Beginning of Literature -
“With the moon the tide has risen;
Now let us embark!”
How do you like this line
? What background do you imagine behind
it ? Who do you think the poet was
: a man or a woman, ancient or modern?
Among the earliest Japanese poets
represented in the Man’yo-shu is a remarkable woman,
Nukada-no-Ookimi, who is supposed to have lived from
about 638 to about 705 AD. She was prominent for her clear identity, was called
a mother of Japanese literature, and has been incomparably popular with
Japanese people to the present day. She
passed away 1300 years ago, but never dies in Japanese people’s mind. Not a few authors and scholars lavished time
and energy to describe her exquisite personality in their essays and novels;
painters tried to put her figure on their canvases. No portrait of the poet remains; however,
many Japanese have little doubt that she was beautiful, as well as very
intelligent. None of the other
female poets in Man’yo-shu has ever
attracted such strong interest and admiration from her
means Princess. Since Nukada is considered not of the Imperial family nor
became the queen to an Emperor, I will call her simply “Nukada” here, as some
the components of the strong attractiveness of Nukada? After thinking of and reading about Nukada
and her poems day and night, I finally reached a conclusion why she has been
alive as people’s contemporary for centuries.
One reason is that each of Nukada’s eight
poems in Man’yo-shu is powerful enough to persuade
their readers and listeners that the poet must have lived a full, honest
life. It is apparent from her poems that
she chose the best words, the best sounds, and the best styles to express how
she cherished each moment, and that she had the fullness of heart to convey her
feelings. Her fullness encourages the
readers/listeners to share joy, sorrow, exultation, or coquetry with this
honest lady; rather than with many other female poets who composed almost
nothing, but love poems toward their husbands and lovers.
interesting for me, however, was the fact that I felt I had somehow witnessed Nukada’s life by following all of her eight poems in Man’yo-shu, chronologically. Each of her poems is
different; each has its own fascinating lustre. But put together, they form a
high ! rainbow-like ark ,
and vividly indicate
how sincerely a woman of the first millennium lived her life: how she
loved, how she empowered herself, and how she realized the change of time,
withdrew gracefully from the limelight in later years. I thought I would rather call her life “complete”
when I knew that Nukada, one day in that secluded life, expressed her quiet
affection toward a young prince with much self-restraint. It is said that a complete life knows its
end. When I felt I saw Nukada seeing the
end of her days, I was convinced that her greatness, the true cause of her
charm, lies in the completeness of her life, that people are allowed to
experience vicariously when they trace her poems.
would like to introduce Nukada and five of her poems in the limited space
available. I hope they will provide some
evidence of what I have mentioned above.
said that Nukada appeared to the Court as a teen-aged girl who served Empress
Kogyoku (later Saimei). Nukada’s first
poem in the Man’yo-shu is a reminiscence that she composed with compassion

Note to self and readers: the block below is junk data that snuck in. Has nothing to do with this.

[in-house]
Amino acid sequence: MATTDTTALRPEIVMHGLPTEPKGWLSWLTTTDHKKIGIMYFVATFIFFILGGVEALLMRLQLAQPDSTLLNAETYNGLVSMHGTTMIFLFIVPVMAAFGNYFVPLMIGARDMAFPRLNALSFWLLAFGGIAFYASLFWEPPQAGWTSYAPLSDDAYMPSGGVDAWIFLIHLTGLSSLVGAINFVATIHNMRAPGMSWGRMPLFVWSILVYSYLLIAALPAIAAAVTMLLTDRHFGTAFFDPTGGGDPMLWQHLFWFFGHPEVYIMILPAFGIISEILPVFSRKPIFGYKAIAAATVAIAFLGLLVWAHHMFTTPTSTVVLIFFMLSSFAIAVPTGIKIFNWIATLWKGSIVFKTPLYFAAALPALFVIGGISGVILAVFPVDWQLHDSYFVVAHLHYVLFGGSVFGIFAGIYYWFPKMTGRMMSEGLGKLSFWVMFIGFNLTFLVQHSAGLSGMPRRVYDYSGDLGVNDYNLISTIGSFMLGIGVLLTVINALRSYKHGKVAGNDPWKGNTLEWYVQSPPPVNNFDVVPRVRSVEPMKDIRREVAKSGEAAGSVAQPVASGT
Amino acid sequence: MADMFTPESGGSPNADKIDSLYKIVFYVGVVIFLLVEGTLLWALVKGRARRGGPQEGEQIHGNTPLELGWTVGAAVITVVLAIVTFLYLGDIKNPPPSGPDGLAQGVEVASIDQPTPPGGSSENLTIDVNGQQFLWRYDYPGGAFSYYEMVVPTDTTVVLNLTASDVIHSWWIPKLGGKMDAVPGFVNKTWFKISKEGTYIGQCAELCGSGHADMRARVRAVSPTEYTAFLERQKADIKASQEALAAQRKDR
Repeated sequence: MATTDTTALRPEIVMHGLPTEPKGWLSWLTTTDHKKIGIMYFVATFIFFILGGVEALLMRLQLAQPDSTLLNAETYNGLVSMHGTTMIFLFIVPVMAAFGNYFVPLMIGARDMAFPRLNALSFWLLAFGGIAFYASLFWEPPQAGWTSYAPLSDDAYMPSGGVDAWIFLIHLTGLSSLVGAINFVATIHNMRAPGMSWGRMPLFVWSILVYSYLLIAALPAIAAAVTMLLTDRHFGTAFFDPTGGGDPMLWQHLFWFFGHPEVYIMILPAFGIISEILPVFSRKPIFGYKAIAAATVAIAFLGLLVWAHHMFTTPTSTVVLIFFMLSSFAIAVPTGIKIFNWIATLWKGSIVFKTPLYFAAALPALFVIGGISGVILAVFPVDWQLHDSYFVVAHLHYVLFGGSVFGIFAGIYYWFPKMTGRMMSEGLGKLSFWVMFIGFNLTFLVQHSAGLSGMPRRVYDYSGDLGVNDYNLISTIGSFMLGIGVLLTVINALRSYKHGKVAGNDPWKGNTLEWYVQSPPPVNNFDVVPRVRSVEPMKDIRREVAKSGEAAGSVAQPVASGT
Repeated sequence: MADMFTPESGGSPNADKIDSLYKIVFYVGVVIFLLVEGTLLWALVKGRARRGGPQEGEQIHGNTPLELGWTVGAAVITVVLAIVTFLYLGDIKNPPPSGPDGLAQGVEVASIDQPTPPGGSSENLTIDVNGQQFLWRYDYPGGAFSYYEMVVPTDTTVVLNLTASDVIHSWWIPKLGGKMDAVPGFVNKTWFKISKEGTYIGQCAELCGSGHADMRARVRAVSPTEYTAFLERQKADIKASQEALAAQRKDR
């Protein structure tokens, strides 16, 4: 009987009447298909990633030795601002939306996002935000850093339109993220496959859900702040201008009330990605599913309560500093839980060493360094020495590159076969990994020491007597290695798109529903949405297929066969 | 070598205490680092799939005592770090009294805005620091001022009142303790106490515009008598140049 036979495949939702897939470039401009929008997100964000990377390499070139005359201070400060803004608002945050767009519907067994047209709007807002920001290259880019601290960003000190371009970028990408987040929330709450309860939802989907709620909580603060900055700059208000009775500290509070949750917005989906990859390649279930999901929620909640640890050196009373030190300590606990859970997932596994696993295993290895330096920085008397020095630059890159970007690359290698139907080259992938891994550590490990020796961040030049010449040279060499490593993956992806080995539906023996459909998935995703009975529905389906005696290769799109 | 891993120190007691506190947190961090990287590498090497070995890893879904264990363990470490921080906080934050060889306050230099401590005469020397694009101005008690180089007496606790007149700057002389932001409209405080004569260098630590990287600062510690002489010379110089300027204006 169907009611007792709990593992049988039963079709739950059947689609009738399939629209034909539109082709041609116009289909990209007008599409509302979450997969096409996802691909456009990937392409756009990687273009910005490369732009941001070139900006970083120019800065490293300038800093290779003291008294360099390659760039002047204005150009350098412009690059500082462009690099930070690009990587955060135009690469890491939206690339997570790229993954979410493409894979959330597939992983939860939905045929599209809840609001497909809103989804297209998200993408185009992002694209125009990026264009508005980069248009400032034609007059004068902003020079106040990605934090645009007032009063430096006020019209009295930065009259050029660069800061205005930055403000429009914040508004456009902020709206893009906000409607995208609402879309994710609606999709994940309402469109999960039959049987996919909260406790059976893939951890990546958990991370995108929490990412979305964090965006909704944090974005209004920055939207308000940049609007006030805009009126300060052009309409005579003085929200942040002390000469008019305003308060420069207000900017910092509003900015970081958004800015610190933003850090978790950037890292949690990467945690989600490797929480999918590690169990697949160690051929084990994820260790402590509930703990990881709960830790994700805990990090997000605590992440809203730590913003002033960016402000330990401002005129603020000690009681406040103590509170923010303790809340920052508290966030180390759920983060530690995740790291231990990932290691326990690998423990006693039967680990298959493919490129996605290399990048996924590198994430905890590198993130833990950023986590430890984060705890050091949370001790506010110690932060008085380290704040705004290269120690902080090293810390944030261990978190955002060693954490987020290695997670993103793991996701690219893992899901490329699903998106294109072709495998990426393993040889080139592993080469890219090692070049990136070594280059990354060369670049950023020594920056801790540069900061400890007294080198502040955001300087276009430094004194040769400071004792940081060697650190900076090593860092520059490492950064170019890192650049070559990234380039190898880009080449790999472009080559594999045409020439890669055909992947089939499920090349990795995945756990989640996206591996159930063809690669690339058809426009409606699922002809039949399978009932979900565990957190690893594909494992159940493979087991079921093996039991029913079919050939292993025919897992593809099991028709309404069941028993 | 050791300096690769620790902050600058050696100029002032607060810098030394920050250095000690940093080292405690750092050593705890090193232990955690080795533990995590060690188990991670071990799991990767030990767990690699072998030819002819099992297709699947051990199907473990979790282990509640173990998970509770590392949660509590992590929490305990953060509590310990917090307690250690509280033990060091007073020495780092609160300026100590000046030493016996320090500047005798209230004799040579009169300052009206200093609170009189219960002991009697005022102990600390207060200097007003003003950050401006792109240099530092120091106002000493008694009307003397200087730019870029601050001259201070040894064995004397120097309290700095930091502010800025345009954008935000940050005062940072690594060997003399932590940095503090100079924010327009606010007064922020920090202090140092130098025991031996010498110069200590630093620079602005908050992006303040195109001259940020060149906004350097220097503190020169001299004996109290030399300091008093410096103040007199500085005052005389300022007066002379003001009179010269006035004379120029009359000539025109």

toward the retired Empress (Kogyoku, who retired from
the throne, but after almost 10 years resumed her reign as Empress Saimei) on the occasion of the Imperial procession to the
palace at Yoshino, when the former Empress recalled with great fondness her
trip to that region with her late husband, Emperor Jomei,
in their youth. Accoding
to Nihon-shoki, the date of composition should be in the spring of the year
660, but some say it was certainly the spring of 648, when Nukada was still in
her early teens:
Poem 1-7 (volume 1, #7)
Aki no No no Mikusa Karifuki
no Miyako no Kariioshiso
by Uji’s palace ground,
when we cut the
on the autumn fields
(dallied) under thatch.
(Translation by Ian
by Ichikawa in
Ito, another Man’yo scholar, praises this poem as the
first “poem of reminiscense” composed by a Japanese poet. In it, Nukada has successfully drawn the
Empress’s cherished past from its shadowy sheltered place into the bright but
not merciless present. The missing mood
becomes stronger through the contrast.
Referring to a remembrance of lost happiness in public, was and is a
prohibition in Japan. Nukada was young enough to step over the
prohibition and go straight to the lonesome heart of the Empress, but not
sentimentally. The Empress enjoyed both Nukada’s
compassion and wit, and kept her close to the throne ever after. Nukada was
clearly a young, brilliant girl, who was proud of her being very close to the
most highly aristocratic person. Her
next poem, the one which contains the line I quoted at the very beginning,
tells that she even recited poems on behalf of the Empress:
While at Nigitazu we
await the moon
To put our ships to sea,
With the moon the tide has risen;
Now let us embark!
Nihon Gakujyutsu Shinkoukai
= the Japanese Classics Translation Committee)
is considered to have been composed by Nukada, on behalf of the Empress Saimei, assumedly on January 8, 661, the seventh year of Saimei’s reign, when the imperial craft was waiting for the
full tide at Nigitazu, Io (now Matsuyama),
to sail for the west, to Hakata, Kyushu.
The armed craft was supposed to sail all the way to Korea, in order to support Kudara that had been badly attacked by the rising power Shiragi. Japan
had little chance of winning, because Kudara was
already almost fatally weakened. It was
apparently necessary for the Empress to encourage and motivate the soldiers,
who were no doubt reluctant to go leaving their beloved ones behind. This poem